Chapter 3: Bisphenol A Associated Signaling Pathways in Human Diseases

Divya Adiga, G. Nadeem Khan, Sangavi Eswaran, S. Sriharikrishnaa, Sanjiban Chakrabarty, Padmalatha S. Rai, Shama Prasada Kabekkodu

Research output: Chapter in Book/Report/Conference proceedingChapter

2 Citations (Scopus)


Bisphenol A (BPA) is a ubiquitous chemical contaminant found in the environment due to anthropogenic activities. BPA is still being used worldwide despite the longstanding concern over safety, as it has been challenging to develop safe and economical replacements. BPA has been reported to induce disease in various lifeforms, including humans. BPA can exert its toxic effects by inducing genetic and epigenetic alterations, oxidative stress, mitochondrial dysfunction, and endocrine disruption, and by modulating cell signaling pathways. Many experimental and epidemiological studies have described the association between high levels of free BPA in body fluids with different chronic health complications such as obesity, cancer, cardiovascular disorders, hepatotoxicity, diabetes, and neurological, reproductive, and developmental disorders. BPA can modulate key oncogenic signaling pathways, including epithelial-mesenchymal transition, Wnt, MAPK, PI3K/AKT, NF-κB, cytokine signaling, senescence, apoptosis, calcium homeostasis, and receptor-driven signaling cascades. This chapter describes the molecular alterations associated with BPA exposure and different human ailments, with a detailed note on the intricate signaling cascades involved in BPA-mediated carcinogenesis.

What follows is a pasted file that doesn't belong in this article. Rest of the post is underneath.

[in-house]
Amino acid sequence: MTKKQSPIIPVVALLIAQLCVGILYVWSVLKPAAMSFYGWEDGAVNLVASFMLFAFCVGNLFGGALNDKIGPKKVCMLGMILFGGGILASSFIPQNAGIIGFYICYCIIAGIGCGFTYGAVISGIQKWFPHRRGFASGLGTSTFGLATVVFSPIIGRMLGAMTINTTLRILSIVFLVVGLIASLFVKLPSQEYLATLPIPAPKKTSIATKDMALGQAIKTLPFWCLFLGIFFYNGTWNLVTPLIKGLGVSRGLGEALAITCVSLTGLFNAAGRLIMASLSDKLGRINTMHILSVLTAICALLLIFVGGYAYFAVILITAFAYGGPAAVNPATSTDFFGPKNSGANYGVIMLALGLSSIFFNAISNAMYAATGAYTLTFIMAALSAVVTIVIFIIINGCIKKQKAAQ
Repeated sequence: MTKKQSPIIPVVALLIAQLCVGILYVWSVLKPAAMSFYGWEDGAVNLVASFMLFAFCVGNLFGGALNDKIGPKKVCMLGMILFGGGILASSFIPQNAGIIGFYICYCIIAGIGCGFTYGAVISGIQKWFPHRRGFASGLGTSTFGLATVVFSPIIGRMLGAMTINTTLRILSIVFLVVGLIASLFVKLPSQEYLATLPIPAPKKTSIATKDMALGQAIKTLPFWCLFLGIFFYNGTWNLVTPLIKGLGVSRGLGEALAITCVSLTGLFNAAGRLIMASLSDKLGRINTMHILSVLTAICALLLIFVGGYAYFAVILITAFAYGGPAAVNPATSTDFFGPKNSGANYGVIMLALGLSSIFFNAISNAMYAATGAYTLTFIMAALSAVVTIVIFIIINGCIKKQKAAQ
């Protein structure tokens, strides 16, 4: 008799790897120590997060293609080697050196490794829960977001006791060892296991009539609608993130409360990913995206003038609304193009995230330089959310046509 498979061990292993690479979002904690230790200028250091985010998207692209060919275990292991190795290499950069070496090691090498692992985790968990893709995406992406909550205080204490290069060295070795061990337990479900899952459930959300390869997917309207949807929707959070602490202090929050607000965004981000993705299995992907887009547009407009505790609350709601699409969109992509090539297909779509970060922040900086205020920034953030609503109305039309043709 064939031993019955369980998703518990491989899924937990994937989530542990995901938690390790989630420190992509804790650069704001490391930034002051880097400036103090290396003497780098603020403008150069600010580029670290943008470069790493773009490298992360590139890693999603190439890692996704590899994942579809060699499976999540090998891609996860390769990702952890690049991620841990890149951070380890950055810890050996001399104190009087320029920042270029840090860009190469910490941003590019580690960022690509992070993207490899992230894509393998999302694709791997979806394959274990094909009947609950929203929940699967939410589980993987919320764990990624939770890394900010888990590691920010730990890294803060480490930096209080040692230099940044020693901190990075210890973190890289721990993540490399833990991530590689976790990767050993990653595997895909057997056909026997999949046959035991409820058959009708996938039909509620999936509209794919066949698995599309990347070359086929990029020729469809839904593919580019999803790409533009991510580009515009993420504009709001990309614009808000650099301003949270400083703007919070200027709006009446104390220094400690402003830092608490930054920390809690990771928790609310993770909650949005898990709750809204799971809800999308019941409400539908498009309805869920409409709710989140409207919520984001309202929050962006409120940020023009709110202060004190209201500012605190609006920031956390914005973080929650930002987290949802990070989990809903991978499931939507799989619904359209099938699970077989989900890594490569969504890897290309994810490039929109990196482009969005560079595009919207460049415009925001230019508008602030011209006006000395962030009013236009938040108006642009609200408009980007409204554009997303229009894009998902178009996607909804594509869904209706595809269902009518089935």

Original languageEnglish
Title of host publicationBisphenol A
Subtitle of host publicationA Multi-modal Endocrine Disruptor
EditorsNatalie R. Gassman
PublisherRoyal Society of Chemistry
Number of pages45
ISBN (Electronic)9781839162060
Publication statusPublished - 2022

Publication series

NameIssues in Toxicology
ISSN (Print)1757-7179
ISSN (Electronic)1757-7187

All Science Journal Classification (ASJC) codes

  • Toxicology
  • Pharmacology
  • Health, Toxicology and Mutagenesis


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